Well, in this current COVID-19 global pandemic era, where things are either shut down or partially shut down, one is compelled to embrace digitisation. As a result, there is the online version of EdoBEST, for teaching and non-teaching staff, known as EdoBEST at home. We hold a lot of our conversations now using zoom, a teleconference call. We use Google documents to have multiple people work on different documents as well as using email to share documents. We use an app to interact with visitors who will visit our website and have set up basic available technology, like WhatsApp, to deliver virtual learning this period. We develop the lessons centrally and put it on our website and make it accessible in different sizes to our pupils across the state. Our teachers in urban and rural areas are learning to be proficient in the use of technology. They are learning how to create virtual classrooms so that they are able to deliver lessons to their pupils this period.
There is a tendency for government initiatives to fizzle out at the expiration of administrations. What is unique about this programme that will make subsequent administration want to sustain it?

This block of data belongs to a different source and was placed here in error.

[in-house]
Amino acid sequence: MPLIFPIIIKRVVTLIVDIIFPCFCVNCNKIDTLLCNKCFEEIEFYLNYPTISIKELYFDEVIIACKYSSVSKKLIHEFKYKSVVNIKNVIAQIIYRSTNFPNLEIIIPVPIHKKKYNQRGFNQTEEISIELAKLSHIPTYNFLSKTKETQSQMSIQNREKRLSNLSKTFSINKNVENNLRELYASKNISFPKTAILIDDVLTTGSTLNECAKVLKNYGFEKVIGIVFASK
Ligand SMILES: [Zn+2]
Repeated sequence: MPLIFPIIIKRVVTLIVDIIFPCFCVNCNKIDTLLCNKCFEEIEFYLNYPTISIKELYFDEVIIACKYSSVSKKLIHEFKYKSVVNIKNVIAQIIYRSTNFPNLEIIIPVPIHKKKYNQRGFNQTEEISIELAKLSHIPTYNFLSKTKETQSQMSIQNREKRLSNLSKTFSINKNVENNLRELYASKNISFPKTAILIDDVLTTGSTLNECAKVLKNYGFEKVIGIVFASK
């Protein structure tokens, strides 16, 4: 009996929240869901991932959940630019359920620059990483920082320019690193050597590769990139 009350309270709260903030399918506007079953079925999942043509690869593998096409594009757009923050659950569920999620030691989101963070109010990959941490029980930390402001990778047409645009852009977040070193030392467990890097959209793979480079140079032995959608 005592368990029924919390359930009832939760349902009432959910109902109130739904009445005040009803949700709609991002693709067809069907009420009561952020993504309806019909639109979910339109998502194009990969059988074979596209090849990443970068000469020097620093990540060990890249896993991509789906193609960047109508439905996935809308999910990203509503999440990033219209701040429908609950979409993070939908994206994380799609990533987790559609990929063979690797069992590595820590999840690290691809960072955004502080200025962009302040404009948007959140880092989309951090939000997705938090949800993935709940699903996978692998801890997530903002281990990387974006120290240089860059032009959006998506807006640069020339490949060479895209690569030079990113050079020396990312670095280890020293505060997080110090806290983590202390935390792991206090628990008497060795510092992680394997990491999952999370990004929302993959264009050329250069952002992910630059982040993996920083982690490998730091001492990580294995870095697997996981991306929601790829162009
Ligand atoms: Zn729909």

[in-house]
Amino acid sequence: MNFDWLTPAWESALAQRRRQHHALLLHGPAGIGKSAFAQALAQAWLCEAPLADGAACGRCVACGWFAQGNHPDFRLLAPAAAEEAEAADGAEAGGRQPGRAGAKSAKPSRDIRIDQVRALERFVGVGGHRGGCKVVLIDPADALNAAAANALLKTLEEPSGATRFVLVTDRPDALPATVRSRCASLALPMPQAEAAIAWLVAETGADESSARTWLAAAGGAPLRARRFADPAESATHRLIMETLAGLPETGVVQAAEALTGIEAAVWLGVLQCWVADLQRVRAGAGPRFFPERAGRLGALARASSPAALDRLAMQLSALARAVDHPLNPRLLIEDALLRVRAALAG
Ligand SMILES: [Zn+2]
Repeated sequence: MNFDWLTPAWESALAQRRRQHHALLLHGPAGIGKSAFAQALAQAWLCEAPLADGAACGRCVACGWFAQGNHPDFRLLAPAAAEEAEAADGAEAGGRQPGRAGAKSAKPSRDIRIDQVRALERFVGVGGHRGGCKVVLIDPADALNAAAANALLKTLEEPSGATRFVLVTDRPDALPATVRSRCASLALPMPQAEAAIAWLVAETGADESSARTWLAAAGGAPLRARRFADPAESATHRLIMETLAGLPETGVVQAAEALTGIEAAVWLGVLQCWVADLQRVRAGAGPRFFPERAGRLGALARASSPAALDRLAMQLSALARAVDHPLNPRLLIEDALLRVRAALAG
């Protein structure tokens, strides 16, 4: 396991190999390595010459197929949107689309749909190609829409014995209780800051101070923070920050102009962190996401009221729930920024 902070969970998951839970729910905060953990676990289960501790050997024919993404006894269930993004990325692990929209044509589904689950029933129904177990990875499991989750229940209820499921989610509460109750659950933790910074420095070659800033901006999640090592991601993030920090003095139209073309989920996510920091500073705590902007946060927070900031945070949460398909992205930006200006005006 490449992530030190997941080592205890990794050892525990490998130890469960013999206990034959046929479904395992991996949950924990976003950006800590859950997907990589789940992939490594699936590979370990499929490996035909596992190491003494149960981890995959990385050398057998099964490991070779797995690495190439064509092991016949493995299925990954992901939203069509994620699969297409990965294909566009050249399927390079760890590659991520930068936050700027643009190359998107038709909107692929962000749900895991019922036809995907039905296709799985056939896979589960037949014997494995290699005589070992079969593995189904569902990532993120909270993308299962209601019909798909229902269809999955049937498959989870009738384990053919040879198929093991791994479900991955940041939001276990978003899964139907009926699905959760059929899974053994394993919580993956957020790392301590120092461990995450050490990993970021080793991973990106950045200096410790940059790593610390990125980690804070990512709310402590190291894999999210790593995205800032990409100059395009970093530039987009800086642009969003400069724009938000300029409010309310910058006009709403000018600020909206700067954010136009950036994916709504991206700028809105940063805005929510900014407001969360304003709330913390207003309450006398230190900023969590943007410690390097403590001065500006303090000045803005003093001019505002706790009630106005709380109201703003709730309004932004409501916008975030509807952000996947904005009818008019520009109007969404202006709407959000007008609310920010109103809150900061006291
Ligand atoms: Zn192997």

The five pillars of EdoBEST encapsulate all the core mandates of SUBEB. What makes EdoBEST unique is using technology to track lessons, teachers and their audience. So even if another administration comes on board, they will know that these are key aspects of what SUBEB is supposed to. We are therefore very confident about EdoBESTis a programme that will be sustained because it is targeted at strengthening the basic education sub-sector.
What do you make of the notion that, in spite of all you have said, the Governor Godwin Obaseki administration has not done well enough in the education sector of the state?
I think that notion is false and anybody that is saying Governor Obaseki has not done enough in education really doesn’t understand the nature of the work we have done. Mr Governor is somebody who likes to work without making any noise. So, instead of spending millions to do publicity, he would rather pump that money into the system.
We are seeing the effects and impacts of EdoBEST. We are seeing those we have been able to reach. Before now, we had so many pupils in primary six that could not read effectively. Before the COVID-19 lockdown, we had actually set out on an operation where pupils from primary one to primary six must be able to read and we were already seeing positive results. We are not where we want to be yet but our goal is that a good percentage of our kids, even those with learning disabilities, should be able to read and write at the basic level. All efforts are hinged on the five pillars of EdoBEST. So, we are making progress and the kind of progress we have made is not something that cannot be seen. The data and evidence are in our schools, so anyone who says otherwise should also come out with such pieces of evidence.